Anonymous DNA extracts from nine presumably degraded tissue samples were used. The extraction method was the BioRobot EZ1 (Qiagen) using the EZ1 DNA Tissue Kit (Qiagen) according to manufacturers recommendations. The extracts had been stored for about two years in a freezer prior to quantification and analysis. The Quantifiler®; Trio DNA Quantification Kit (Applied Biosystems), with an 80 bp small autosomal target and 214 bp large autosomal target, and PowerQuantTM System (Promega), with an 84 bp small autosomal target and 294 bp large autosomal target, were used for quantification. Both kits confirmed that the tissue samples were degraded to different degrees (degradation index in Table 2). The PowerPlex®; ESX 17 Fast System (Promega) was used for STR amplification.
Analysis of data
Results and discussion
The effect of PCR efficiency
Theoretical simulations to explore the effect of PCR efficiency on the heterozygote balance were performed (Fig. 1). Direct PCR was simulated at three efficiencies; pcre=0.20, pcre=0.80, and pcre=1.00. Low PCR efficiency may be caused by inhibition (refer to the exhaustive review by  and  for details on mechanisms and solutions to overcome inhibition).
Simulations show increased heterozygote imbalance as the template DNA is reduced from optimal amounts (usually 0.5 to 1 ng). This has been shown in numerous publications, e.g. . Conversely, increased template decreases the heterozygote imbalance until a minimum is reached. Adding more template beyond this point will not improve the balance further. Increased PCR efficiency also reduces the imbalance. Both alleles for diploid cells are perfectly balanced when the pcre=1.00 (Fig. 1). However, this is not true for haploid cells .
If allelic copies are randomly drawn from a pool of haploid alleles that comprises equal number of (a, b) alleles at a heterozygous locus, this leads to a discrete distribution of possible ratios. For example, consider a DNA extract with four haploid genome copies with alleles a and b. There are only three possible copy number ratios that can be randomly drawn for a heterozygous (ab) locus: 1/3, i.e. one a and three bs, 2/2, and 3/1, with probabilities of 0.25, 0.375, and 0.25, respectively. A ratio 0/4 and 4/0, each with a probability of 0.0625, is also possible but will give rise to +- infinity when log10 is taken (for these combinations, alleles a and b, respectively, have dropped out, giving the appearance of a homozygote). This is further elaborated in the online supplement, Section B. For a mathematical model, simulations, and risk assessment of false homozygotes for diploid cells refer to . The discrete or multi-modal nature of haploid peak height ratios is clearly visible at pcre=1.00 with a small number of cells. As the PCR efficiency is reduced the multi-modality is smoothed as previously shown by . As the number of haploid cells increases, the imbalance reaches a maximum at approximately 8–16 haploid cells. We call this the ‘diamond’ effect. The diamond effect is clearly visible at pcre=1.00 and, to a lesser extent, at pcre=0.80 (Fig. 1). The distribution for diploid cells has a funnel shape. This is also true for haploid cells at pcre=0.20 (Fig. 1 left facet). With >16 cells and pcre=1.00, the number of discrete possibilities becomes so tightly packed that the distribution can be considered continuous. Furthermore, the distribution for haploid cells converges towards the diploid distribution. A general threshold that is used by laboratories to denote a balanced locus is 0.6<Hb<1.67  (using Eq. 1).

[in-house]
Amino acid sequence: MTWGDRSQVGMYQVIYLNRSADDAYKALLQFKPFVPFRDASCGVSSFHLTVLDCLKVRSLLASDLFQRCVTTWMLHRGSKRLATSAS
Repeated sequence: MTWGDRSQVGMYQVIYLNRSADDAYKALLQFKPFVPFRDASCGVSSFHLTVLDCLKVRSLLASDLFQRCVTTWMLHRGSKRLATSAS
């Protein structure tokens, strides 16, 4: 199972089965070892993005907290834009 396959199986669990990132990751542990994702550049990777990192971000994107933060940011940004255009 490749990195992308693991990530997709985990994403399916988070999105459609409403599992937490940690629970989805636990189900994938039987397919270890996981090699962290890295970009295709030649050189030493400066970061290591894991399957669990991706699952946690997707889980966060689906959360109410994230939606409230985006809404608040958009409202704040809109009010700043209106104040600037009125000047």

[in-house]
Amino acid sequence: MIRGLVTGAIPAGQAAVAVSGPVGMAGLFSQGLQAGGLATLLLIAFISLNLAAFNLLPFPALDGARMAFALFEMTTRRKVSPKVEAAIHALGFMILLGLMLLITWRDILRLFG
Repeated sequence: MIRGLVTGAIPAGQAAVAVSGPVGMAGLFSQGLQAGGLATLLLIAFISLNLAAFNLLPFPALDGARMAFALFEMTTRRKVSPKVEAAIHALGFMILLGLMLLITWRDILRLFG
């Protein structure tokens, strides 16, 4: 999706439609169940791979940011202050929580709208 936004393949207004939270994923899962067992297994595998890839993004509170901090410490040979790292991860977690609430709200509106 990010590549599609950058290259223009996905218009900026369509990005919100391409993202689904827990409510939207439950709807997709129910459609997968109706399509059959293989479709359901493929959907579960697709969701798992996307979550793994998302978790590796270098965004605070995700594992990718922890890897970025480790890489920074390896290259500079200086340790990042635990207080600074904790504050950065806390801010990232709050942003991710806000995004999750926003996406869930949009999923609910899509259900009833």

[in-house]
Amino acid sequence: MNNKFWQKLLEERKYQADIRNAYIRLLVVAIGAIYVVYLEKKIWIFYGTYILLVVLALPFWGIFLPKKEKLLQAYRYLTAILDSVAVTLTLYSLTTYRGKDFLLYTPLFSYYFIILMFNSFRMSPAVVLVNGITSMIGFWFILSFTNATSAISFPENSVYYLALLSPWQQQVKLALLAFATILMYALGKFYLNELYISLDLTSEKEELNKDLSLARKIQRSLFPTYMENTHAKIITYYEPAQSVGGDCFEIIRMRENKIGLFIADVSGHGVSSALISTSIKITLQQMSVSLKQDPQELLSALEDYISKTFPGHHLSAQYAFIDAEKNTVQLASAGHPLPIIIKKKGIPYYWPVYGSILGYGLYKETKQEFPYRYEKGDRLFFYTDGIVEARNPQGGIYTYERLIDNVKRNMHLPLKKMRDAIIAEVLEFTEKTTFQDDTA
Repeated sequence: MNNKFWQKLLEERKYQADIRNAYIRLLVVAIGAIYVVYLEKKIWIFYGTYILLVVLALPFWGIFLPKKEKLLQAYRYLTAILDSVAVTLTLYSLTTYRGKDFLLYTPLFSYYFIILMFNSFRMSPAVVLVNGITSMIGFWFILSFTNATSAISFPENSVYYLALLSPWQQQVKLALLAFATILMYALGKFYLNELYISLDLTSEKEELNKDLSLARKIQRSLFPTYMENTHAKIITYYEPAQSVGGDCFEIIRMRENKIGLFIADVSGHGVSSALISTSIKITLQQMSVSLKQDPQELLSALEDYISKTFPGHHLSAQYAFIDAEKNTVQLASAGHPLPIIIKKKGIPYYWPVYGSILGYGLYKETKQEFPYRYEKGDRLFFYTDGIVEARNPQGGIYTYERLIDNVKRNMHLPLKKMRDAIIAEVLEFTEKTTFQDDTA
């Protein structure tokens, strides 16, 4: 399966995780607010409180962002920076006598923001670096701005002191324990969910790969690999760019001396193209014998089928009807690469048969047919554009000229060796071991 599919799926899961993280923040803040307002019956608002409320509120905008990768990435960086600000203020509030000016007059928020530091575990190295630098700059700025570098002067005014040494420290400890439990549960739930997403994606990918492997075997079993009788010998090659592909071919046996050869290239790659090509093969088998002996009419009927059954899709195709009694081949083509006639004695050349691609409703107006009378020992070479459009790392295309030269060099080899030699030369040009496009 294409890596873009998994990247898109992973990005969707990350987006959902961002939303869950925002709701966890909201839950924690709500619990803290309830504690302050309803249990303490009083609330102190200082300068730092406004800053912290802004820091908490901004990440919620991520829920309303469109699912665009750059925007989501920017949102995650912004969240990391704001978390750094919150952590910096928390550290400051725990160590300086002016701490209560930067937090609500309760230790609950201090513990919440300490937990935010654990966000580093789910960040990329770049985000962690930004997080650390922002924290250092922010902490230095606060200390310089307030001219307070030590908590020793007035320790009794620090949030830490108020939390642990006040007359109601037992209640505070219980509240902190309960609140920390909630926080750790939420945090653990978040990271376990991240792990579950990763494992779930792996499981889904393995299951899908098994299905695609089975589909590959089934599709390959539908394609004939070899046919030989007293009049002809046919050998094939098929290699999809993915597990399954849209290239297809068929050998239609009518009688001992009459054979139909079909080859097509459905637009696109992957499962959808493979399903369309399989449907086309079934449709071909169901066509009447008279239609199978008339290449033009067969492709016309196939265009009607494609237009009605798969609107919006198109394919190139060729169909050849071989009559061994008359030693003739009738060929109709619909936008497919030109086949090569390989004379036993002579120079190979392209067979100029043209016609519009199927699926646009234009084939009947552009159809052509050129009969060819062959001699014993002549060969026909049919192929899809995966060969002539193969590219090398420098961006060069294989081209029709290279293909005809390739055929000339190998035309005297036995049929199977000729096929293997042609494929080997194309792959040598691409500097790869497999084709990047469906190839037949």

Theoretical probabilities of heterozygote balance within the accepted range (0.60≤Hb≤1.67) and in perfect balance of different numbers of haploid cells as modelled by the Poisson distribution.
The effect of low PCR efficiency is most noticeable for diploid cells, as the distribution of peak height ratios approaches the distribution for haploid cells. However, the distributions of heterozygote balance for diploid and haploid cells never converge completely. Not even when the PCR efficiency is reduced to pcre=0.20 (Fig. 1).
The effect of PCR aliquot
The effect of extraction efficiency
The DNA extraction process contributes to the pre-PCR random sampling of alleles. Loss of DNA during the extraction process is unavoidable. The loss can be caused by transfer steps, incomplete cell lysis , incomplete cell elution , or other reasons mentioned in . For one-tube extraction methods like Chelex , there is no loss of DNA due to transfer steps. For simplicity, in this paper we assumed that pure samples with small number of cells have an extraction efficiency of 100 %. Hence, the PCR aliquot proportion will be the only source of pre-PCR allele sampling. To explore the effect of extraction efficiency on Hb, simulations were performed using exe=0.30, exe=0.60, and exe=1.00 (Fig. 3). At exe=1.00 (i.e. direct PCR) all alleles from diploid cells are in perfect balance, while alleles from haploid cells form discrete distributions. At exe=0.30, the diploid and haploid Hb distributions are roughly equal. However, at exe=0.60, the difference between diploid and haploid cells are quite large implying that cell type has an effect on Hb at high extraction efficiencies. As with changes in PCR efficiency (Fig. 1), it is observed that as the extraction efficiency decreases, the diamond shape widens at the lower end to become more funnel shaped (Fig. 3).